I see no reason to displace Governor Brown and will support her. I am not impressed with what opposing candidate Knute Buehler has sent to my mailbox. He has not taken the time to visit our half of the state. He runs online video ads (that are not cheap). I suspect that he has a well-moneyed campaign, backed by corporate and special interests — which usually have their own agenda for our state.

While experience is valuable for any public position, I do not support Harvey, who seems too comfortable. I am voting for Bruce Nichols, whom I have met. I am impressed with his experience, integrity and willingness to serve the greater community good, and for McLeod-Skinner.

Linda Bergeron


Voters should beware of effects of school bond measure

Beware of school bond measure 1-88. If you vote yes:

Property owners will have a 30-year commitment for at least $105 million (bond plus interest)

All property taxes will increase.

We will have at least two more vacant schools in the district.

We will not be able to afford another bond if enrollment really does grow in the future.

The school district will have a $52 million blank check to spend for projects.

The interest payments and the majority of all contract amounts will leave the Baker economy.

If you vote No:

Our hard-earned dollars will stay in Baker.

The school district will have to make do with what they have.

The existing buildings will be maintained and occupied.

If enrollment does increase in the future we can afford a bond to handle the growth.

The Web Academy could handle an unlimited number of local students.

Did you know local enrollment is restricted?

Online education is the trend of the future; it should be embraced.

How does a shiny new building improve the education of our kids?

It’s not about kids. It’s about being responsible with our community assets.

I am pretty sure you can buy all of downtown Baker for $48 million.

Vote wisely!

Mike Purvine

Baker City

Baker City’s economy can’t afford school bond measure

Measure 1-88, the school bond issue, is not about safety or security for our children, it is about money for somebody from you. $48 million is about $4,800 for every man, woman and child in Baker City and I don’t think that includes interest, they never say. Proponents say it’s about security. If there has ever been a security issue in Baker I haven’t heard about it.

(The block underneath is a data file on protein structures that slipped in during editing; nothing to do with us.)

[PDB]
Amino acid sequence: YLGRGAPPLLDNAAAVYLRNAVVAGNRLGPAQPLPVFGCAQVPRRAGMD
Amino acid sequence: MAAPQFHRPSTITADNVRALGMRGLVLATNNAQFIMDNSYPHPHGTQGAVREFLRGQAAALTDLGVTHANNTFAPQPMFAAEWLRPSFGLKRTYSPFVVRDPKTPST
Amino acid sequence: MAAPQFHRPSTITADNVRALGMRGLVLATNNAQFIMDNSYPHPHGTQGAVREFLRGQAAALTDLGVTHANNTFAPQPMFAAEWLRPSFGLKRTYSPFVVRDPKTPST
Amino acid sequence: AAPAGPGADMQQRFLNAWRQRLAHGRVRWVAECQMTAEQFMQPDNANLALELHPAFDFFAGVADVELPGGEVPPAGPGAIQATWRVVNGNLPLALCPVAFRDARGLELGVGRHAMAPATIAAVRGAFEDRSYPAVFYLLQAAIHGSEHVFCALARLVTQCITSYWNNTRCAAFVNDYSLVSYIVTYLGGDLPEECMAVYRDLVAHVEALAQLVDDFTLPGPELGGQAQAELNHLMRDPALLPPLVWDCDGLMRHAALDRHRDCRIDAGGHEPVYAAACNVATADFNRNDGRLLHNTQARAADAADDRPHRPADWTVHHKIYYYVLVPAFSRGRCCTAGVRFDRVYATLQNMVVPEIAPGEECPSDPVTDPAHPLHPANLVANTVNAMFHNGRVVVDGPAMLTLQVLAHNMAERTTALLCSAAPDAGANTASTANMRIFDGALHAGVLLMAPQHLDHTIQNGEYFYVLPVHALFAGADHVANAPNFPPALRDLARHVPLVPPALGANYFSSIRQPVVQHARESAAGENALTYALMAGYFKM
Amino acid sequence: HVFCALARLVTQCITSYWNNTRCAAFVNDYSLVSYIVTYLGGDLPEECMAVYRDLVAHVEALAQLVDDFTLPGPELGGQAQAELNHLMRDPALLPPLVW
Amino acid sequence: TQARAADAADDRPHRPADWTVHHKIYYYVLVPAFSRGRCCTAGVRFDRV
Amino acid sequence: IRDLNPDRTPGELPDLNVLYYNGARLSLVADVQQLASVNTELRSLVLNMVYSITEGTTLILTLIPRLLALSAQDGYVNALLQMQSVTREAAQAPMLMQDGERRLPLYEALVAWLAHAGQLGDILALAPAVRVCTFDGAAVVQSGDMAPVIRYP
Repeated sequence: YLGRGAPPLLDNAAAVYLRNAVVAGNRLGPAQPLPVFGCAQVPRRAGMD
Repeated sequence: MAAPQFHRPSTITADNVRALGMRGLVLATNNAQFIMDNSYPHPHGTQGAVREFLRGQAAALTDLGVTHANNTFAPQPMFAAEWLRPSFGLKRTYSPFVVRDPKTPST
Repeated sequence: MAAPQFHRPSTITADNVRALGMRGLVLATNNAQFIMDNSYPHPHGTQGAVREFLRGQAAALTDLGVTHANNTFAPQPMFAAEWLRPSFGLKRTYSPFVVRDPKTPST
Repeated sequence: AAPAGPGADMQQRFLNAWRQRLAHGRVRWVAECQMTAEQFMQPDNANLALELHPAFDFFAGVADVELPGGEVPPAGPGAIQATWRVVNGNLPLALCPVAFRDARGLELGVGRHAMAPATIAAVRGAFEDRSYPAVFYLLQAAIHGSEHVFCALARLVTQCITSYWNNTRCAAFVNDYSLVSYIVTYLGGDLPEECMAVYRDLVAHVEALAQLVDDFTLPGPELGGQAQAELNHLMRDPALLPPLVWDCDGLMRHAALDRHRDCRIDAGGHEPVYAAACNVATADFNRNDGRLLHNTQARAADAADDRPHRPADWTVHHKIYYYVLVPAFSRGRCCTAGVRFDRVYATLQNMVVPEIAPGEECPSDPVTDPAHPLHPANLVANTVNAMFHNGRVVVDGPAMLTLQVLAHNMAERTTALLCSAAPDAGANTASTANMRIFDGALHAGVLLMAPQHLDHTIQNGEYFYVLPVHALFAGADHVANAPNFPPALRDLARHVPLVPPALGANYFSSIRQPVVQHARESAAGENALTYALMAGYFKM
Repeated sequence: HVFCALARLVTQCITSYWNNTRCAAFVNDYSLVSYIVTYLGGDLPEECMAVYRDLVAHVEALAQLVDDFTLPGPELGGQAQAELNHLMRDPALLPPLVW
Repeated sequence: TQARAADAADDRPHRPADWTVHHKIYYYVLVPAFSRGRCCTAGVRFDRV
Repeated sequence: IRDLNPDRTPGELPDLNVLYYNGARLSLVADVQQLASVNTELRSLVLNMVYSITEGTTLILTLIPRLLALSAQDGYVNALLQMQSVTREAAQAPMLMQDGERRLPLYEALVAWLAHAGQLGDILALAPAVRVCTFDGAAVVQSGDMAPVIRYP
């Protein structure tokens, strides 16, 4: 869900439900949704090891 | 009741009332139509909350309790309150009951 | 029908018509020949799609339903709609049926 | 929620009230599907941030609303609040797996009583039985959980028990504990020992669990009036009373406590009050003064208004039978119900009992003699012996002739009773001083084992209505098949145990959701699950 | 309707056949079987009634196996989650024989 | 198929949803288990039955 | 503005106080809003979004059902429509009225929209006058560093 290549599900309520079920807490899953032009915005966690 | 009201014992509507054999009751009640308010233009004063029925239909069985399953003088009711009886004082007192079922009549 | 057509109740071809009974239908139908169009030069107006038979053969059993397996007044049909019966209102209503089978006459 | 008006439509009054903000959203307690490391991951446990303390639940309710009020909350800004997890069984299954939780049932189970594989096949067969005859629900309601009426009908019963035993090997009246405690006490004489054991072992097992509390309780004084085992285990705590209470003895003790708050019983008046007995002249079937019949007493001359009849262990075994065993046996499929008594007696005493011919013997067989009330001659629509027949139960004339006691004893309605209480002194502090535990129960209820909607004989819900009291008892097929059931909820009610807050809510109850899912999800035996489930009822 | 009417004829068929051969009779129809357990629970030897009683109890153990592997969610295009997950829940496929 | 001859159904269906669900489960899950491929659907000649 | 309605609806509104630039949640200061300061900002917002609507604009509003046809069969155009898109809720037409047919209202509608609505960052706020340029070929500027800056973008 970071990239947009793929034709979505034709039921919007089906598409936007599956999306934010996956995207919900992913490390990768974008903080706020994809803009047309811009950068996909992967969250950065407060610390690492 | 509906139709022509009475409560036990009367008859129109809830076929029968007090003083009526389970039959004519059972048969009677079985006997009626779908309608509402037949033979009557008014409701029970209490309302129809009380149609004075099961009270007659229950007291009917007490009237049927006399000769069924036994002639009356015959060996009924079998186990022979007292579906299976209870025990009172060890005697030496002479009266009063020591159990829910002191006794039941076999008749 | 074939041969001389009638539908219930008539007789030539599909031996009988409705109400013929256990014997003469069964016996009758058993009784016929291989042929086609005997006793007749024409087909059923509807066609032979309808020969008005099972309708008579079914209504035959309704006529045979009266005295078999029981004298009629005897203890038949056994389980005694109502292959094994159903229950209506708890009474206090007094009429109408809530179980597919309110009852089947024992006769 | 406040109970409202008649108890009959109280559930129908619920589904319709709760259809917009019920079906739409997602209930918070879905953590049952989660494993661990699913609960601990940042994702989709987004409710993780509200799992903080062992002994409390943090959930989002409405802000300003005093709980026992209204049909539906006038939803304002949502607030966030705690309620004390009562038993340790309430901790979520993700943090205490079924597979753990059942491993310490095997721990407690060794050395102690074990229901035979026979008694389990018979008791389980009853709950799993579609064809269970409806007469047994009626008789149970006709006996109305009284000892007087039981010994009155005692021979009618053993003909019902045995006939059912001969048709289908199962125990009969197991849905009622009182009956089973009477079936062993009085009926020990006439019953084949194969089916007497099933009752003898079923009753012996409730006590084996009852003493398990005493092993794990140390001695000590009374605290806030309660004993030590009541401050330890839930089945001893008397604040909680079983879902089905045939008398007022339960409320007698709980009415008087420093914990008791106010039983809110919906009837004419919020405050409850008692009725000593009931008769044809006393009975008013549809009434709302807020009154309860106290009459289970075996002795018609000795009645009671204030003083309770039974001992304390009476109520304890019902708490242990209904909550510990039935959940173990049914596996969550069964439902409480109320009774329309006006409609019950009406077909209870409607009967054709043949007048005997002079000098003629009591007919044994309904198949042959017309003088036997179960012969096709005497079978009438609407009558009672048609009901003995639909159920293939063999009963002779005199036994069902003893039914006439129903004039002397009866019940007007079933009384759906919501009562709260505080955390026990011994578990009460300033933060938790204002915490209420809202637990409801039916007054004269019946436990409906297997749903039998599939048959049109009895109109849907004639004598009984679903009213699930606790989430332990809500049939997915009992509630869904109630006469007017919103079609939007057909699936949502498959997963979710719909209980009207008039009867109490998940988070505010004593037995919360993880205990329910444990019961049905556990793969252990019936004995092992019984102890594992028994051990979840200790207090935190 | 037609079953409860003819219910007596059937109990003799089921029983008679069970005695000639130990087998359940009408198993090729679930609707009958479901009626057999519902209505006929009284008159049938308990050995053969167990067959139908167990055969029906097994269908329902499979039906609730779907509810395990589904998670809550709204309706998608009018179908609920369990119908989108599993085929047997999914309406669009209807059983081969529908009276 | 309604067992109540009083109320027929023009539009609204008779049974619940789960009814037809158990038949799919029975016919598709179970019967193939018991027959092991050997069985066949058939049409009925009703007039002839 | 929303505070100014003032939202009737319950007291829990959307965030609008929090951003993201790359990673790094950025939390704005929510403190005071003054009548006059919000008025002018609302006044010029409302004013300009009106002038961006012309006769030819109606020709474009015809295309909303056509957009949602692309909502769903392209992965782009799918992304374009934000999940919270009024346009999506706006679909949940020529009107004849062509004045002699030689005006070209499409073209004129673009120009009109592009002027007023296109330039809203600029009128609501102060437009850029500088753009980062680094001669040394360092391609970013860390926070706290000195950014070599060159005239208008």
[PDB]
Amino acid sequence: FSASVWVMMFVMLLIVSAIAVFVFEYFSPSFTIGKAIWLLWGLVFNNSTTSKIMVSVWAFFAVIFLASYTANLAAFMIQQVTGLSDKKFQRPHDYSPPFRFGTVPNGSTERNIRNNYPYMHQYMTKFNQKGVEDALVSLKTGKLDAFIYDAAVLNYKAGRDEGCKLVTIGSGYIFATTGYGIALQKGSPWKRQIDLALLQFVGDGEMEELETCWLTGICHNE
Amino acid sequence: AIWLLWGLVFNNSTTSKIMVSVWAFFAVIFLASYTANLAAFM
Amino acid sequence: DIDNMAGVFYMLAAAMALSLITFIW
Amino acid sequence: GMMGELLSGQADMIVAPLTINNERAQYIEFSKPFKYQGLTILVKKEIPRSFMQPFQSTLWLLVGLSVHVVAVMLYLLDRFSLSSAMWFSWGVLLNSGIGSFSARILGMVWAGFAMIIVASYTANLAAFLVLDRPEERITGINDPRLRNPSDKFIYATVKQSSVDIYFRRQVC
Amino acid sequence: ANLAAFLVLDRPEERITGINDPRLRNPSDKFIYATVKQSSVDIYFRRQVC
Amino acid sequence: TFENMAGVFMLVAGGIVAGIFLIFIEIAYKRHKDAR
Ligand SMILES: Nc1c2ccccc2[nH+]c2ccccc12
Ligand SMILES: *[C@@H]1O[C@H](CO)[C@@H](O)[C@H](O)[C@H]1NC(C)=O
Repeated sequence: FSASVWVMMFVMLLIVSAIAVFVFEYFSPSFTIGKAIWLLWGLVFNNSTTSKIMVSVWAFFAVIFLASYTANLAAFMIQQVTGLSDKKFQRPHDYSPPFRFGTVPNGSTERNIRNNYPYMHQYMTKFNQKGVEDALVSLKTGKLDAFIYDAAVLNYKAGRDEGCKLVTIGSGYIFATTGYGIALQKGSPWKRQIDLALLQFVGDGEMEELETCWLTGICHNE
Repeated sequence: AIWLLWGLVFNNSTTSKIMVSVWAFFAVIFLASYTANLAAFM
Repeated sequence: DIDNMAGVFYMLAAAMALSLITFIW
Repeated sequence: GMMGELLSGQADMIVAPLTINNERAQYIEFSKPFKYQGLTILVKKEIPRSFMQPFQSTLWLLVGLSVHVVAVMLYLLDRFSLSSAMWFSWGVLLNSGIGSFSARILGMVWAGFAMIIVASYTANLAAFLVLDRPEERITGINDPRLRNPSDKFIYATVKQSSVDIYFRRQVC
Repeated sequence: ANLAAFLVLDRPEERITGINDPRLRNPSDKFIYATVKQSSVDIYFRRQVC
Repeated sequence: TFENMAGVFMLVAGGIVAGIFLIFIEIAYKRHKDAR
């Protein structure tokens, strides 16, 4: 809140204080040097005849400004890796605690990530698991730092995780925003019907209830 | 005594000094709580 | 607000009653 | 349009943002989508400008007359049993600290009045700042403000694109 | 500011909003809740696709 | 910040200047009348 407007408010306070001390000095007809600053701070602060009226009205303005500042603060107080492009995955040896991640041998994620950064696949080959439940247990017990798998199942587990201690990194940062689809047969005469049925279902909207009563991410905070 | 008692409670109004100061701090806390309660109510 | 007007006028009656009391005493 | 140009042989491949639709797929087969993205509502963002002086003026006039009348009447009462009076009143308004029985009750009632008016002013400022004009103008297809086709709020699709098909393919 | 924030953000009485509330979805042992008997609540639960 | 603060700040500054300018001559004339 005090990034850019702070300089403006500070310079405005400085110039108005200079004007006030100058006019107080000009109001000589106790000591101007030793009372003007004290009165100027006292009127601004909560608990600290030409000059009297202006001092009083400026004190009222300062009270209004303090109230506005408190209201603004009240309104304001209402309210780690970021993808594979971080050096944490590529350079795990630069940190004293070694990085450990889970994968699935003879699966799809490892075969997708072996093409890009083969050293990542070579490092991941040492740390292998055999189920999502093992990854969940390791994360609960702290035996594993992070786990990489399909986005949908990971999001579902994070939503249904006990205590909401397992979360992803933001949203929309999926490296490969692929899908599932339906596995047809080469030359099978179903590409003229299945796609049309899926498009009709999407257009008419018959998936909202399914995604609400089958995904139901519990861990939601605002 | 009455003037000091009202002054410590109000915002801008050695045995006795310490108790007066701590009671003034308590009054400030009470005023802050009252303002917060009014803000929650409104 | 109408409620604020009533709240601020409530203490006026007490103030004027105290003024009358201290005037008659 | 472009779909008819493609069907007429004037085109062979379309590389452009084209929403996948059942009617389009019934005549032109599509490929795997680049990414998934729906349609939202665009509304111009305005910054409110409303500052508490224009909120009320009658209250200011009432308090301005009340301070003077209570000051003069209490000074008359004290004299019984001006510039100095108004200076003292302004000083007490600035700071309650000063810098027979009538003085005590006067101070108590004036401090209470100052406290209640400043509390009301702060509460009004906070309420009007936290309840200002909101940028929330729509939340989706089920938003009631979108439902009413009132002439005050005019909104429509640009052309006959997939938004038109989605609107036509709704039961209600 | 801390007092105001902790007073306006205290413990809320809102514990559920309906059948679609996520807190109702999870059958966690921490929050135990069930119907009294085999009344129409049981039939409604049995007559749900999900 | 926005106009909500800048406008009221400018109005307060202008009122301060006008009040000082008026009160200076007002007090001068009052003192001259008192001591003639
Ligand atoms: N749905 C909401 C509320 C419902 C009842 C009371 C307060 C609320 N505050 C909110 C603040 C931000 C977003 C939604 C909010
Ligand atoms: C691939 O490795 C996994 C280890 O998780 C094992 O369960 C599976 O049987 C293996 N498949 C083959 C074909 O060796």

Proponents like to break this down to pennies per day. Consider this. I recently took a drive around the city and counted the empty businesses. In a short drive I counted 59 empty businesses. Even the Ford dealer is gone. If this issue passes almost everything you buy here will cost more. People are going elsewhere to purchase items because it costs less somewhere else.

If you rent here your rent will increase. Where do you think Safeway, Albertsons and all the other businesses get the money for property tax? They get it from you. And oh yeah, property values will go down. Who wants to pay those kinds of taxes.

People came to Baker for low utilities, low crime rate, low property tax, housing prices and good water. Now the water tastes bad and costs triple, property tax doubled in 16 years, and the crime rate is increasing.

Vote No. Money isn’t the answer. There is very little correlation between the quality of the building and the quality of the education.

Jerry Huddleston

Baker City

Harvey truly is concerned about what’s best for Baker County

I have debated writing this letter for months but I feel I have to at this time.

I have been a Baker County resident all my life. I am fifth-generation. My mom and dad had a farm on the north end of Baker County. They ran sheep, raised hay and wheat, and my grandparents ran sheep in the Eagles as did my uncle. My great-grandfather built Love Reservoir so my roots run deep here.

I personally know Bill Harvey. We were married for 13 years and had two wonderful children which in turn gave us eight grandchildren together. Despite the differences we had in the past I am putting my full support behind him for county commissioner.